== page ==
Last week, U.S. Rep. Betty McCollum stood in a congressional hearing and showed the almost completely redacted report from the U.S. Department of Agriculture. This report was supposed to show the findings of a (now-cancelled) two-year-long, unfinished study on the risks of sulfide-ore copper mining near Minnesota’s Boundary Waters Canoe Area Wilderness.
60 blacked-out pages...
“Would you say that this level of redaction to a Forest Service study is normal? To have something that is so redacted?”
Congresswoman Betty McCollum has repeatedly asked for this information and even included report language in the Interior-Environment funding bill at the end of December to get the study finished and released. That language was aggressively stripped out of the final bill by the White House.
Everything except for the cover has been completely redacted. The scientific findings of this study are being kept from Elected Officials and the general public. We the taxpayers deserve to see the findings of this study. We deserve to know the real cost of putting a copper mine right next to America’s most visited Wilderness.
You can find the document here.
Timeline of study:
Obama Administration denied mineral leases and started a two-year study.
In December 2016, after a years-long consideration of the risks involved with sulfide-ore copper mining, the U.S. Forest Service sent a 21-page carefully-reasoned letter to the U.S. Bureau of Land Management (BLM), announcing that the Forest Service would not consent to renewal of two expiring federal mineral leases held by Antofagasta’s subsidiary, Twin Metals. The next day, the BLM rejected Twin Metals’ lease renewal applications. Also the next day, the BLM and Forest Service announced that a 20-year ban on mineral leasing and exploration permits in the Boundary Waters watershed would be considered and studied.
Shortly thereafter, the Forest Service, with assistance from the BLM, launched an environmental review that would last two years. This study was designed to analyze the environmental, economic, and social impacts of the proposed 20-year mineral leasing and exploration moratorium, and to consider the risks that sulfide-ore copper mining would pose for the region if the moratorium were not adopted. The environmental review study initially announced as an Environmental Impact Statement (EIS) but later downgraded to an Environmental Assessment (EA), is required under the federal law known as the Federal Land Policy Management Act (FLPMA). The study’s purpose was to inform and guide the Secretary of the Interior’s decision on whether to order the requested 20-year mineral leasing ban.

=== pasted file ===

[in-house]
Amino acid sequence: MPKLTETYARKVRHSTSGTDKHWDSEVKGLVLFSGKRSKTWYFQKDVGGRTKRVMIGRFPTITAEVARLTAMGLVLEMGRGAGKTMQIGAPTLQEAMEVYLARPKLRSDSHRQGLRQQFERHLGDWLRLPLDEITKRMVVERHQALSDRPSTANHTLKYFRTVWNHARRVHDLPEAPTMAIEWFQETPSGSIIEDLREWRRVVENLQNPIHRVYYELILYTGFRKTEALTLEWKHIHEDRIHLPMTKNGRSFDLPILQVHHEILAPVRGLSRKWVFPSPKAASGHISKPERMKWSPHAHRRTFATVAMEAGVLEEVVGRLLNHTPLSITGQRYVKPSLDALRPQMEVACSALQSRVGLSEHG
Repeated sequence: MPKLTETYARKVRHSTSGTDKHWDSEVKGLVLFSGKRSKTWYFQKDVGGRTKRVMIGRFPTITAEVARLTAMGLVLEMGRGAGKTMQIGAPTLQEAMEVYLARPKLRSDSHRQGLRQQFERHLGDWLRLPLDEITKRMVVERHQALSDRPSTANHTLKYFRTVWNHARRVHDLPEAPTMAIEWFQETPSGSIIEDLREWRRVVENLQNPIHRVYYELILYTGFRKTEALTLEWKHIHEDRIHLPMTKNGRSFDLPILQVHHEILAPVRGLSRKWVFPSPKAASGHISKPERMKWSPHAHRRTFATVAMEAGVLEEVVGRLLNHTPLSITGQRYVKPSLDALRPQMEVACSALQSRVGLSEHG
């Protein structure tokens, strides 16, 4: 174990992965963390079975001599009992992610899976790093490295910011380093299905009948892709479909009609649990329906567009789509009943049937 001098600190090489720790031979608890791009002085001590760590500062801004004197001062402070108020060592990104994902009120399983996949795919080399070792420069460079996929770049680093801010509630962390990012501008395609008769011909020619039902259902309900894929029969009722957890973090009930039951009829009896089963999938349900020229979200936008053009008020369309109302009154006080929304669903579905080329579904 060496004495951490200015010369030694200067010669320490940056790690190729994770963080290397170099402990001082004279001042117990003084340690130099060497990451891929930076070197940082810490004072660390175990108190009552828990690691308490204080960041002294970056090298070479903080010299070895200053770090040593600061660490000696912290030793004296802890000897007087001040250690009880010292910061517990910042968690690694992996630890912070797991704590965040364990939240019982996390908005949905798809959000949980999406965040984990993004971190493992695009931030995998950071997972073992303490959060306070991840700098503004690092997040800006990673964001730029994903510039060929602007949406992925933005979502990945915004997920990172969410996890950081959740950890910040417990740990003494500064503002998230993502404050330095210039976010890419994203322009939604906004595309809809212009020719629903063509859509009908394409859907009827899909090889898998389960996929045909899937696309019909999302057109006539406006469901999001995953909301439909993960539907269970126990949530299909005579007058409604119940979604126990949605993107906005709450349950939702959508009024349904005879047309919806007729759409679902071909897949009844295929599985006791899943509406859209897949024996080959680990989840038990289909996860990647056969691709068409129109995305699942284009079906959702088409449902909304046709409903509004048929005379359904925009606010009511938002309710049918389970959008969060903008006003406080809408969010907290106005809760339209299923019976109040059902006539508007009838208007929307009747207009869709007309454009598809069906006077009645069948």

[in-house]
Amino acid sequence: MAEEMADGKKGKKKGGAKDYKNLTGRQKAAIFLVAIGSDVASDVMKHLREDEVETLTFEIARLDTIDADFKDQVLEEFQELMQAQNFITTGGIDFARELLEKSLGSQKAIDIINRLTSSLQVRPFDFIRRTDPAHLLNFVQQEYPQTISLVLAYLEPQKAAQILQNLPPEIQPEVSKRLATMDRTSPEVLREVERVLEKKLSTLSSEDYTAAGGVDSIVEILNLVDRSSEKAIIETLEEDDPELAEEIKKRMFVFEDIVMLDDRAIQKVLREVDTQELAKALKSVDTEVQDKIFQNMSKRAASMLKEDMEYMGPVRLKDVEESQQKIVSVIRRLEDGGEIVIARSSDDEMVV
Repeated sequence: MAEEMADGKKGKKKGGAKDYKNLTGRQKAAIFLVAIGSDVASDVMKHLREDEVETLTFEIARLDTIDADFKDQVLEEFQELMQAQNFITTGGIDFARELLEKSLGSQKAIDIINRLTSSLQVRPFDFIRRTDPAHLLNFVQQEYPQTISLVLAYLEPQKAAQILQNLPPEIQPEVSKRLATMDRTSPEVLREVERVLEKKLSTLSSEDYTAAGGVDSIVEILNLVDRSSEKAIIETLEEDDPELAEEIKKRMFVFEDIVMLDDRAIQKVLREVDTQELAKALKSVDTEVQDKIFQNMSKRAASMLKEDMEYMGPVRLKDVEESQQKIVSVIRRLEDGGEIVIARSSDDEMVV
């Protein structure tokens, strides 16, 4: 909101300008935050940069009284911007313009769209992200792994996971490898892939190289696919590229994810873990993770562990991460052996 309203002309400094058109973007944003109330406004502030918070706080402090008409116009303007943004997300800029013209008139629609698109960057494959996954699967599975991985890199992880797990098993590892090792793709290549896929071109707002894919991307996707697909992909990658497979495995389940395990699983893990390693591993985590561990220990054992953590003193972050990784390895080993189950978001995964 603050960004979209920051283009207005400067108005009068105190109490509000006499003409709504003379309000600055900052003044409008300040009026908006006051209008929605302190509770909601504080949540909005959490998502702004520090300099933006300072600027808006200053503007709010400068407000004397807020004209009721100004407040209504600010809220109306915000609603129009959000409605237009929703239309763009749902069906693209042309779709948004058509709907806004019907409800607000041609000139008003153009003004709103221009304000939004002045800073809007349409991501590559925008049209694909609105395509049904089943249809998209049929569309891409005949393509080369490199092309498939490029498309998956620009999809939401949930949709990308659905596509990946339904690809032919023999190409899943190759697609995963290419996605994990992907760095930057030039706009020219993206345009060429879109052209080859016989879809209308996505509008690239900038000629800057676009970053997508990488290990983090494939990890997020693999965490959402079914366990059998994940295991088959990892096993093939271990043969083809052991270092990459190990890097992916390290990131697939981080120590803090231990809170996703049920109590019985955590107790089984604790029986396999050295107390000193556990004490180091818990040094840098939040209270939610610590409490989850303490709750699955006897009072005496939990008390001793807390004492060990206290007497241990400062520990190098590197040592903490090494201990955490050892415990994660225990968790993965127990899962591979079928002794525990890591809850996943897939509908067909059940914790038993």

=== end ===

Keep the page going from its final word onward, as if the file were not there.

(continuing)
Study Abruptly Cancelled
In September 2018, 20 months into the two-year study, the Secretary of the Department of Agriculture, which includes the Forest Service, abruptly revoked the Forest Service’s request for a 20-year mineral leasing ban and cancelled the nearly-complete environmental review. The Department of Agriculture’s explanation was that no new science had been found during the first 20 months of the study. This was not only untrue (dozens of new scientific reports and papers had been delivered to the agencies during the study), but even it had been true, it would have supported the Forest Service’s original decision - that sulfide-ore copper mining carries an unacceptable risk of causing irreparable harm to the Superior National Forest and the Boundary Waters.
Since the study’s cancellation, the Forest Service and the Department of Agriculture have refused to share the study’s reports with the public. The federal agencies have even ignored written and in-person requests from Congress. Only a federal lawsuit by The Wilderness Society’s 2019 under the Freedom of Information Act (FOIA) caused federal agencies to release the report. Before doing so, however, the agencies blacked-out the entire report except for the cover page.
By May 2nd, 2019, the BLM had reinstated and renewed the terminated leases. It did so after releasing a sham of an environmental review document -- an EA -- that ignored the negative environmental, economic, and social impacts of renewing leases whose only purpose is to enable the same dangerous sulfide-ore copper mining that the Forest Service had already rejected.
Sulfide-ore copper mining risks the destruction of land and forest, and the permanent pollution of the lakes, rivers of America’s canoe country. We must prevent sulfide-ore copper mining if we are to protect the Boundary Waters for future generations.
On January 15, 2020, Congresswoman McCollum introduced HR 5598. This bill would protect the Boundary Waters Canoe Area Wilderness, Quetico Provincial Park, and Voyageurs National Park by putting federal lands in the Boundary Waters watershed off-limits to sulfide-ore copper mining.
Tell your representative today to co-sponsor HR 5598, a bill to protect the Boundary Waters!